The relationship between African Americans and the general and mental health care systems has a rocky history, the effects of which remain today, said several psychiatrists at a session at APA’s 2013 Institute on Psychiatric Services in Philadelphia in October.
William Lawson, M.D., Ph.D. (second from left), points out that African Americans are perceived to be more violent, so a lethal response is considered more acceptable. Others pictured are (from left) Karriem Salaam, M.D., Kenneth Braswell, and Janet Taylor, M.D.
Physicians in the 19th century used “scientific” arguments to justify black inferiority and the practice of slavery, said Janet Taylor, M.D., M.P.H., a community psychiatrist in New York. In the 20th century, the notorious Tuskegee study from 1932 to 1972 left hundreds of impoverished black men without treatment for syphilis for decades after the discovery of antibiotics that could have treated the disease.
Centuries of discrimination, unequal access to education and employment, and institutionalized racism continue to infuse every aspect of physical and mental health. “Racism has shaped our understanding of status, power, and social stratification,” she said. “It has left African Americans with a sense of inferiority and self-hatred, and those negative feelings get internalized.”
The problem is especially acute for black men, she said. They frequently have poor general health outcomes, partly because of long delays in seeing a doctor because they don’t wish to be seen as “weak.”
“Black men have fewer preventive care visits, lower life expectancy, and increased morbidity and mortality from preventable conditions, compared with other demographic groups,” she noted.
“There is then a delay in recognizing mental health symptoms because so many physical symptoms must be dealt with first,” said Taylor. This “crowd-out effect” only furthers disparities in who gets access to mental health care.
“In addition, African Americans are perceived to be more violent, so a lethal response is considered more acceptable, even if the target individual is mentally ill or just in the wrong place at the wrong time, as in the case of Trayvon Martin,” said William Lawson, M.D., Ph.D., chair of psychiatry at Howard University.
Lawson recalled the 2001 U.S. surgeon general’s report on mental health, which concluded that blacks were less likely to get mental health services and more likely to get poorer-quality care than whites.
“Blacks are more likely to receive no diagnosis or less-optimistic diagnoses, too.” said Lawson. “They are diagnosed with schizophrenia at a much higher rate than whites, despite research showing no actual differences in rates of occurrence, but they receive mood disorder diagnoses less often.”
When it comes to treatment, even though pharmacokinetics research has shown that people of African ancestry metabolize many psychotropic drugs more slowly, blacks continue to be prescribed higher doses of medication and are more likely to be exposed to polypharmacy, leading to greater toxicity, he said.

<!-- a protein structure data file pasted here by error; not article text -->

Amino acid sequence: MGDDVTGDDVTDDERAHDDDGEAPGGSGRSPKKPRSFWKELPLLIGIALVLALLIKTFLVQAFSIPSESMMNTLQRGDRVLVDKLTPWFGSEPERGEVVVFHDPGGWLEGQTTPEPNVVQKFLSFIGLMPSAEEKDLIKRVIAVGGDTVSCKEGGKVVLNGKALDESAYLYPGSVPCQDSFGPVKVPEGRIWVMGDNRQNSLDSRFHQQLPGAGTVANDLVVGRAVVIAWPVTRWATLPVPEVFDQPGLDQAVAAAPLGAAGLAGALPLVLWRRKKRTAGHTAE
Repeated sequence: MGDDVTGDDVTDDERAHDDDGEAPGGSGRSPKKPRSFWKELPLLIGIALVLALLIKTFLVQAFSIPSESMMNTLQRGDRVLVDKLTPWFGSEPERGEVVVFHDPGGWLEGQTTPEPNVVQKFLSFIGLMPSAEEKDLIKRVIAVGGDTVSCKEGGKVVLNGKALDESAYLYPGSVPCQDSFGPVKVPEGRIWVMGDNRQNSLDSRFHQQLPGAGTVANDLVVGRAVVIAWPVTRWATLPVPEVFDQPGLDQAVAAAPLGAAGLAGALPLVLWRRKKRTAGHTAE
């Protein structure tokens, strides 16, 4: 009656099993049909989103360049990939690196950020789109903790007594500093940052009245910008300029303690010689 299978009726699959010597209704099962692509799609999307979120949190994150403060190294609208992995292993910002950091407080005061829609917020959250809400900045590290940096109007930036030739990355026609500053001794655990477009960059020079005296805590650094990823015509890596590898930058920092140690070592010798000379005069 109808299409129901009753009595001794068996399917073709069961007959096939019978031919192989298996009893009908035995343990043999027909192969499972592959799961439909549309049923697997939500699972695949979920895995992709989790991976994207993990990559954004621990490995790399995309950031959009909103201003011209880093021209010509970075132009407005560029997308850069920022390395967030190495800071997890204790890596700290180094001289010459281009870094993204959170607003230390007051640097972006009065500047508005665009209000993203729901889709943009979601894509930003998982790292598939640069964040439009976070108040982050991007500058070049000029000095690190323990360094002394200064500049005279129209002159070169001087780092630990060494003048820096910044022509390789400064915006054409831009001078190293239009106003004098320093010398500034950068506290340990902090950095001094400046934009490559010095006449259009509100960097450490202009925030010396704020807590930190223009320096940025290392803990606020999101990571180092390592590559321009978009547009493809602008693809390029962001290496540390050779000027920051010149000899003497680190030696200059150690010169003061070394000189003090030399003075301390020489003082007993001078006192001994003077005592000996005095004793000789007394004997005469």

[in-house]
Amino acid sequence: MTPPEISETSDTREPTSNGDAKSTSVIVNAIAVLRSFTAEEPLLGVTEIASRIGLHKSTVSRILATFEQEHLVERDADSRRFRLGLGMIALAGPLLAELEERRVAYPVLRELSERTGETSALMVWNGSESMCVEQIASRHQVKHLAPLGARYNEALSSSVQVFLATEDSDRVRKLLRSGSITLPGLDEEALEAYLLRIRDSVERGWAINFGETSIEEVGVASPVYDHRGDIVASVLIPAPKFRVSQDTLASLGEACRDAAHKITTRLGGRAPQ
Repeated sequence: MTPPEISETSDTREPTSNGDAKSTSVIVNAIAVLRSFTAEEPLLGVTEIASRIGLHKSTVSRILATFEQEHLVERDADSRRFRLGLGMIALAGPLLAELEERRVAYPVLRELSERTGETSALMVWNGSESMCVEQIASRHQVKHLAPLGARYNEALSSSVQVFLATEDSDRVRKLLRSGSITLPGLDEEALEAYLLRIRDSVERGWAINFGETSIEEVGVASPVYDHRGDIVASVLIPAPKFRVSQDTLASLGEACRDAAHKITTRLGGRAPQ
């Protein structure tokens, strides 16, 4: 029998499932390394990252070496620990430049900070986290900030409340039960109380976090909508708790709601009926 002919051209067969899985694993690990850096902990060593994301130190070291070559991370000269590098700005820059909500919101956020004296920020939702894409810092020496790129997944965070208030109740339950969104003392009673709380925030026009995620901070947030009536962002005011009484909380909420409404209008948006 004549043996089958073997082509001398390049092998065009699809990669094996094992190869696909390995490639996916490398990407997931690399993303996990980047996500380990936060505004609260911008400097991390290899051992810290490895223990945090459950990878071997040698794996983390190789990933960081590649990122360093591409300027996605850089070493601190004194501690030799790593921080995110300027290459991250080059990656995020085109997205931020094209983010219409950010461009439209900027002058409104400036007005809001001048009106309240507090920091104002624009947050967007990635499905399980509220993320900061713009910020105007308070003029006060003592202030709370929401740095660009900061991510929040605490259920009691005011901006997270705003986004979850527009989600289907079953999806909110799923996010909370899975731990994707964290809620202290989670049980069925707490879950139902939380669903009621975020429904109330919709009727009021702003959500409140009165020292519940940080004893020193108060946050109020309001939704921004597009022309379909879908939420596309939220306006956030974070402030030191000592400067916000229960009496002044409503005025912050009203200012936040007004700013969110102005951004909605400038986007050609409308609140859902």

African Americans also have to navigate along a poorly defined line between “mad” and “bad,” in Lawson’s words. “Aberrant behavior is more likely to send them into the criminal justice system, a punitive approach to mental illness,” he said. Once there, they are vulnerable to diseases such as hepatitis, tuberculosis, or HIV that permeate back into the community after release. Mental health treatment begun in prison may be discontinued or delayed on release as well, he emphasized.
While legalized racism has been formally abolished in the United States, more insidious forms, such as racial profiling, still exist, said Karriem Salaam, M.D., a clinical assistant professor of psychiatry at Drexel University College of Medicine.
Less obvious are “microaggressions,” a term coined in 1977 by psychiatrist Chester Pierce, M.D., that denotes “subtle, stunning, often automatic, and nonverbal exchanges” with negative overtones, he said. The effects of this on children are especially noteworthy, said Salaam, a child and adolescent psychiatrist: “Increased risk taking, externalizing, and physical aggression” are often the results.
A range of solutions must be used to overcome this combination of history and disparity, Taylor suggested. Early intervention with children is one key, as is teaching black men that taking control of their health is an act of power, not weakness.
Psychiatrists and other physicians might adopt a strength-based approach that focuses on developing self-reliance and resiliency, said Salaam. “But we must also focus on what can be controlled—one’s own actions—rather than what cannot be controlled, like the beliefs of others, and develop community-based resources to encourage mental health treatment.”
“Ultimately, we must also acknowledge racism and bias in medicine and then eliminate it by developing cultural sensitivity across the health system,” said Taylor.
“Whenever psychiatrists meet, conversations like this are important in order to highlight the social injustices that still exist in the U.S. and their profound impact on mental health,” noted Annelle Primm, M.D., M.P.H., APA deputy medical director and director of the Office of Minority and National Affairs, who introduced the session. “Having an opportunity to dialogue on this subject can be a catalyst for psychiatrists to become a part of the solution in clinical settings as well as in their communities,” she said. ■